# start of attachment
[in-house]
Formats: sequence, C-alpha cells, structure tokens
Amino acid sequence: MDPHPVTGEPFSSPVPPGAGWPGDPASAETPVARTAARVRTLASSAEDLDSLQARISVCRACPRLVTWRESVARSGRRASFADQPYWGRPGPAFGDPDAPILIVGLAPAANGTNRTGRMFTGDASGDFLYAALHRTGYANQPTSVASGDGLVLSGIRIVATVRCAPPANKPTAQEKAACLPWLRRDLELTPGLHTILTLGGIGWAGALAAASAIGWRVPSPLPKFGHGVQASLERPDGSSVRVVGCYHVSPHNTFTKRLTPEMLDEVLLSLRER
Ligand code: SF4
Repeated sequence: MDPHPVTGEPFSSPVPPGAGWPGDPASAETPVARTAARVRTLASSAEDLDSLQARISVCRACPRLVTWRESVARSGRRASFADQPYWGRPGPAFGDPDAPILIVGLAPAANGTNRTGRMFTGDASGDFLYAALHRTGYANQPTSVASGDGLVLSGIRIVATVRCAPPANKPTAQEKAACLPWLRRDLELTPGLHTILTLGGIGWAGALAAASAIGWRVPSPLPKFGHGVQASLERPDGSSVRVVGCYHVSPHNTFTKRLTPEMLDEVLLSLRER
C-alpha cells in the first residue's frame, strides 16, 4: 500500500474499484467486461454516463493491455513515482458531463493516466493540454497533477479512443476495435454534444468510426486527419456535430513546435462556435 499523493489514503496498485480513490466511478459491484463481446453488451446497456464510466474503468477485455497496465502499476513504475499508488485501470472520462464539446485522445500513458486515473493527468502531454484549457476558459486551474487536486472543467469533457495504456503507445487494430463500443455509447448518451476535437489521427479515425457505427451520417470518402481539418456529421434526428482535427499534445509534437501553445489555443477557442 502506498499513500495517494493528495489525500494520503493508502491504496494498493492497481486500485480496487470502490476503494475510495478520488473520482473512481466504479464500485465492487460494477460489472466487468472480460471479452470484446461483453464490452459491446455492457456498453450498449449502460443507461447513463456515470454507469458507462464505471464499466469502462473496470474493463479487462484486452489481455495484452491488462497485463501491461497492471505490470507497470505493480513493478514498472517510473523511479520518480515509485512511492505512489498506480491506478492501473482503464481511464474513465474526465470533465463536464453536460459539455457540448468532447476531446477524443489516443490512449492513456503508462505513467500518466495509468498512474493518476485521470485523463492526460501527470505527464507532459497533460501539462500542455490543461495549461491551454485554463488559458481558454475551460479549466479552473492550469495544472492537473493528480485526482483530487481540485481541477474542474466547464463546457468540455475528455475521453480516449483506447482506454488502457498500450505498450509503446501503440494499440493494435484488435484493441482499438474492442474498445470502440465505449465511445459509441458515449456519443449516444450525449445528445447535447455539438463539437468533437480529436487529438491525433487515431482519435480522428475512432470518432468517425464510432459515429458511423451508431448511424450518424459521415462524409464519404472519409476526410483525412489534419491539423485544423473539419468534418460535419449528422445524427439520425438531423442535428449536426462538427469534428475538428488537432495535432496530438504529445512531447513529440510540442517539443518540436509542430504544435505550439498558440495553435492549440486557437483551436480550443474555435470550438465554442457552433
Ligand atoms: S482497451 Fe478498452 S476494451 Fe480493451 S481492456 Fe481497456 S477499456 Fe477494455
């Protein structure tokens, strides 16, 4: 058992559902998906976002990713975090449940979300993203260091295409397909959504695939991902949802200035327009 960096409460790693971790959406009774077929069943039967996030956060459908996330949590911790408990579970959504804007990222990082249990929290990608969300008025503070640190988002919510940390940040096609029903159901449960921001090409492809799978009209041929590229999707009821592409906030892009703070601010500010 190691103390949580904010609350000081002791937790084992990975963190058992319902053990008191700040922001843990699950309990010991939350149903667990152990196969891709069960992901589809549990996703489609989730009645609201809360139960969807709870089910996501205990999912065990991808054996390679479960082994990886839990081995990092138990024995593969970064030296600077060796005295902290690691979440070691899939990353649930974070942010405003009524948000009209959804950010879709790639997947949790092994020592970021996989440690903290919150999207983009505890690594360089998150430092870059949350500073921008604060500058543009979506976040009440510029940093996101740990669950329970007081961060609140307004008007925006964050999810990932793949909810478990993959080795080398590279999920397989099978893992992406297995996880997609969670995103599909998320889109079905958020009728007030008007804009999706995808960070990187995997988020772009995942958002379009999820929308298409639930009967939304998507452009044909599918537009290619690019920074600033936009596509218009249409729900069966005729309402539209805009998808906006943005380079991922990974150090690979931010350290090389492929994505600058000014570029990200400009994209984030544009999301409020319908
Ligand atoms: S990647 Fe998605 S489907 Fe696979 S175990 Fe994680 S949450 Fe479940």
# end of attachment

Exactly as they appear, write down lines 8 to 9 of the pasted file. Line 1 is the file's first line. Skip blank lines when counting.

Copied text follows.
């Protein structure tokens, strides 16, 4: 058992559902998906976002990713975090449940979300993203260091295409397909959504695939991902949802200035327009 960096409460790693971790959406009774077929069943039967996030956060459908996330949590911790408990579970959504804007990222990082249990929290990608969300008025503070640190988002919510940390940040096609029903159901449960921001090409492809799978009209041929590229999707009821592409906030892009703070601010500010 190691103390949580904010609350000081002791937790084992990975963190058992319902053990008191700040922001843990699950309990010991939350149903667990152990196969891709069960992901589809549990996703489609989730009645609201809360139960969807709870089910996501205990999912065990991808054996390679479960082994990886839990081995990092138990024995593969970064030296600077060796005295902290690691979440070691899939990353649930974070942010405003009524948000009209959804950010879709790639997947949790092994020592970021996989440690903290919150999207983009505890690594360089998150430092870059949350500073921008604060500058543009979506976040009440510029940093996101740990669950329970007081961060609140307004008007925006964050999810990932793949909810478990993959080795080398590279999920397989099978893992992406297995996880997609969670995103599909998320889109079905958020009728007030008007804009999706995808960070990187995997988020772009995942958002379009999820929308298409639930009967939304998507452009044909599918537009290619690019920074600033936009596509218009249409729900069966005729309402539209805009998808906006943005380079991922990974150090690979931010350290090389492929994505600058000014570029990200400009994209984030544009999301409020319908
Ligand atoms: S990647 Fe998605 S489907 Fe696979 S175990 Fe994680 S949450 Fe479940």